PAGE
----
Gender Neutral Bathroom: The Impact
September 30, 2016
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The crowded H-building hallways surrounding the recently added gender neutral bathroom are filled with not only teenagers rushing to their next class, but hushed conversation about the controversial topic.
Junior Pen Scott often hears students referring to it as the ‘trans bathroom’ rather than the gender neutral bathroom.
“People just assume it’s only for people who identify as trans,” Scott said. “ Which is certainly not the case.”
Since the May 2016 implementation at Dos Pueblos, Scott believes that there is still not much inclusion or representation for the transgender community.
“The idea that there are other genders needs to be reinforced,” Scott said. “And that there are trans people at this school, whether they’re out or not.”
The establishment of this bathroom gives DP students the opportunity to raise awareness of the topic, especially those who are a part of the Trans-Cis Alliance club at DP, such as club president, junior Syd Abad.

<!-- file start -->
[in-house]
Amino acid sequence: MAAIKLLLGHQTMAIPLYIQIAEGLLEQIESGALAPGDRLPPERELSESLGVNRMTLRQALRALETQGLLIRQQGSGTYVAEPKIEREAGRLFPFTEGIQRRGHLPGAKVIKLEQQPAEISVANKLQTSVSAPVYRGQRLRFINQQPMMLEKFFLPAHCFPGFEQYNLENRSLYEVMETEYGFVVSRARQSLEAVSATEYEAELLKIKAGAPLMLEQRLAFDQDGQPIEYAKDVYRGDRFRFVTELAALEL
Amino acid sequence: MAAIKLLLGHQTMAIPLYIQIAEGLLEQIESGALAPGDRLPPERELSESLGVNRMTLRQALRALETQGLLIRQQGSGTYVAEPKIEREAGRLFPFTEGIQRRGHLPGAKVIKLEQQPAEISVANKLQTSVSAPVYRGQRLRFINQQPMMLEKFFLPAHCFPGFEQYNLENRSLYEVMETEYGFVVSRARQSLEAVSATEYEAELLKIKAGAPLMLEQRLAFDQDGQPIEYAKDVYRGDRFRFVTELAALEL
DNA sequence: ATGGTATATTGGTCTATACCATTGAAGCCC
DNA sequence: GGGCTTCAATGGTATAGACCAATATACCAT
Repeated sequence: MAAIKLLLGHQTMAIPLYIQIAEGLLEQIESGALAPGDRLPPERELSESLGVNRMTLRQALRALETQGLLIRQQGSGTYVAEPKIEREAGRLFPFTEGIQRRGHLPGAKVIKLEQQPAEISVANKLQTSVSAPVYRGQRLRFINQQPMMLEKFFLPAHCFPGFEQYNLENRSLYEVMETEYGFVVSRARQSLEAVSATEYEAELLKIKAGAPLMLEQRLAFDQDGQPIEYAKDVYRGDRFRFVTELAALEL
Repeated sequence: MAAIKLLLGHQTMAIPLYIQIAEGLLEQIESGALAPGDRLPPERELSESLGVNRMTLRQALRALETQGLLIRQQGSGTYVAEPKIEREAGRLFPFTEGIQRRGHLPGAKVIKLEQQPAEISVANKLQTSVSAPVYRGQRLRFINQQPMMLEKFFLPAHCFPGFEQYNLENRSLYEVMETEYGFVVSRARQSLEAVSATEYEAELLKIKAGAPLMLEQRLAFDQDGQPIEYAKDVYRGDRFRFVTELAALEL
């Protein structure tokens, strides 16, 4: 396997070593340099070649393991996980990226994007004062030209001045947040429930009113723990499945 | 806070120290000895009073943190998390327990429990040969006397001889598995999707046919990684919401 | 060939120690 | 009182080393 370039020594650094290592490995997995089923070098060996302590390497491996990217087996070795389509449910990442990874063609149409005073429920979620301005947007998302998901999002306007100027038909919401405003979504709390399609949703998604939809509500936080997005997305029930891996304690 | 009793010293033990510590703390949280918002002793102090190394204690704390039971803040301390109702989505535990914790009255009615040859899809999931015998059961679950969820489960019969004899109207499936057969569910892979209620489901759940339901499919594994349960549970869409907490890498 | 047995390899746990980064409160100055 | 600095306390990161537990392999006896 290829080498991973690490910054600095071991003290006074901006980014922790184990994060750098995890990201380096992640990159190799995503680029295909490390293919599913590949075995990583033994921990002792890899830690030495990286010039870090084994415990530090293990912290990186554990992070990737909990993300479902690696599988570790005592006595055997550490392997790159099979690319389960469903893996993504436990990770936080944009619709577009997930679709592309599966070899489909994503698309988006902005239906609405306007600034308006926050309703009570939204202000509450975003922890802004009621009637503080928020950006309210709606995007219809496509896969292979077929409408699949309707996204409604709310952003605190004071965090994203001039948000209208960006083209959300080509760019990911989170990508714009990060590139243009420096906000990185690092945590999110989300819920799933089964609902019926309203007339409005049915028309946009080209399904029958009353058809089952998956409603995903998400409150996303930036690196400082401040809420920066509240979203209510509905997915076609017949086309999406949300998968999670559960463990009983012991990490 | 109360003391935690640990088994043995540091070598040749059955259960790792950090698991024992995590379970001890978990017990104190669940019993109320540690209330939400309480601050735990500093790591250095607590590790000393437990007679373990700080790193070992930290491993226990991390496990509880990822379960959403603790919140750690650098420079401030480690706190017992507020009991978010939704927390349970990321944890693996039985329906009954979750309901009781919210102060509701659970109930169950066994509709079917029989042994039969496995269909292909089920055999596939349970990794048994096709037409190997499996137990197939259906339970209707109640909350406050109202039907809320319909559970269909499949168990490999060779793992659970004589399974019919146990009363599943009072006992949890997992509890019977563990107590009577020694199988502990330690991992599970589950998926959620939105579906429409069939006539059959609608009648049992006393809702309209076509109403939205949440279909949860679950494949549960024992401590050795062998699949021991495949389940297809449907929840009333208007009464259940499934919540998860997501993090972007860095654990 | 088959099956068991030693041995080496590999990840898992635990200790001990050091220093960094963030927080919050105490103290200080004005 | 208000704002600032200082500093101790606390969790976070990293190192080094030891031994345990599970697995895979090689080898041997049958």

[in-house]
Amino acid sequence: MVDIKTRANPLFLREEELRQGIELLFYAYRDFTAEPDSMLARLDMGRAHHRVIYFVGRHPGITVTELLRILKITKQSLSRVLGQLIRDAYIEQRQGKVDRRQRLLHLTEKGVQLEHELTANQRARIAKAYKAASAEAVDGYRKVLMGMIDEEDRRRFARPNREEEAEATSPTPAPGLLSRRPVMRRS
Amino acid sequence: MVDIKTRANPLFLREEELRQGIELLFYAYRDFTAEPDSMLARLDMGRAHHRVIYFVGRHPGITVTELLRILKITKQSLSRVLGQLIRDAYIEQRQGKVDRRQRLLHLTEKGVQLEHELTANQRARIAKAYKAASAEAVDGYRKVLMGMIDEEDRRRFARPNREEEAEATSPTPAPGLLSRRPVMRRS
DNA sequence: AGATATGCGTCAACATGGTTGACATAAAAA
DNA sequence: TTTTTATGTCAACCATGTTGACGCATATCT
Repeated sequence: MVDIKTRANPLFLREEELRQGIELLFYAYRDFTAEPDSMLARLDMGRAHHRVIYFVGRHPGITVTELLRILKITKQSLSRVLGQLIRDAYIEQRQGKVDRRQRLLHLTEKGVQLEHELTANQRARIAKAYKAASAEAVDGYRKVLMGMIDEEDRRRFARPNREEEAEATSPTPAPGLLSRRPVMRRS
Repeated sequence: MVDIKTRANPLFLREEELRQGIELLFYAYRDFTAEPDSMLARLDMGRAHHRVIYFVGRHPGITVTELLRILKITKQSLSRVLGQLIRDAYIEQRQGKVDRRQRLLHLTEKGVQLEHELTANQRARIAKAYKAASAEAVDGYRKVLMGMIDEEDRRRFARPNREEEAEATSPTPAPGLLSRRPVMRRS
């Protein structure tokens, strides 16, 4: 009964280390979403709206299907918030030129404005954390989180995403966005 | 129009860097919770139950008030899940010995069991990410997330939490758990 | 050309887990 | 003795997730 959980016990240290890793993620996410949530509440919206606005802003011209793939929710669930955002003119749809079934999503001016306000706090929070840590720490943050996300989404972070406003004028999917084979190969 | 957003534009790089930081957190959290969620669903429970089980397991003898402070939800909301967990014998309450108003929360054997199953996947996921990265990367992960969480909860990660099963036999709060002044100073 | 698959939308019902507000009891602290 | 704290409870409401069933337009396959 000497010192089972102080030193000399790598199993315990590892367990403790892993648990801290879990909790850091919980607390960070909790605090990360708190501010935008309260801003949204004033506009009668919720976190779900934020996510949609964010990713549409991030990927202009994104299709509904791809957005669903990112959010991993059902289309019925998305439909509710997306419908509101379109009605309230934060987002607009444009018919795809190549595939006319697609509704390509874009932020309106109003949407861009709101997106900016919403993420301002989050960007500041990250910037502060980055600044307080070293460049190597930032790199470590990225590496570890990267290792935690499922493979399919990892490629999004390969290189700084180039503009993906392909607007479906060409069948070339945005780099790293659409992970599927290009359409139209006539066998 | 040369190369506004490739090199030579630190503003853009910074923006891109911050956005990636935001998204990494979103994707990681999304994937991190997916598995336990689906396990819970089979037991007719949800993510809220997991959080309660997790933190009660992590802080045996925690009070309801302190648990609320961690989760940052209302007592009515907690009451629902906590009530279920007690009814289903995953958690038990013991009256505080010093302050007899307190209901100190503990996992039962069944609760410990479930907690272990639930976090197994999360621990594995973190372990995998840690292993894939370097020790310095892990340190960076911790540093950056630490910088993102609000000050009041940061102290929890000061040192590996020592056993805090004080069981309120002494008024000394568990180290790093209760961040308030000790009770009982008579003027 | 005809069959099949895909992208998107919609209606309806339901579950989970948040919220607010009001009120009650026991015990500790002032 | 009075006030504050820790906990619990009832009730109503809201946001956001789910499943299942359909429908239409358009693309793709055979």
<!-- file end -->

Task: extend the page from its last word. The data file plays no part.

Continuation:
Although the sign simply reads “Restroom”, what students are calling this bathroom contributes ultimately to how it is perceived.
“If people just start introducing it as the gender neutral bathroom, it’s going to be seen as just another bathroom,” Abad said, “not targeted at one specific group, which will make it even safer for anyone to use.”
Abad has hope for a society in which the trans community will become more normalized. He anticipates the addition of the gender neutral bathroom setting up a foundation for a more accepting community. “People might feel freaked out at first, over time will think of someone who identifies as trans, as just another person.”
“It’s just going to get better from here,” Abad believes, “the longer it’s here, the more normal it will seem.”
Assistant principal Mary Ziegler played a huge part in getting the gender neutral bathroom set up at DP. Ziegler oversees education for the staff, therefore making sure they are role models to all students.
Ziegler thoroughly cares about students’ safety at DP.
“We want all of our students to feel safe,” Ziegler said. “We want all of our students to feel welcome, accepted and cared for.”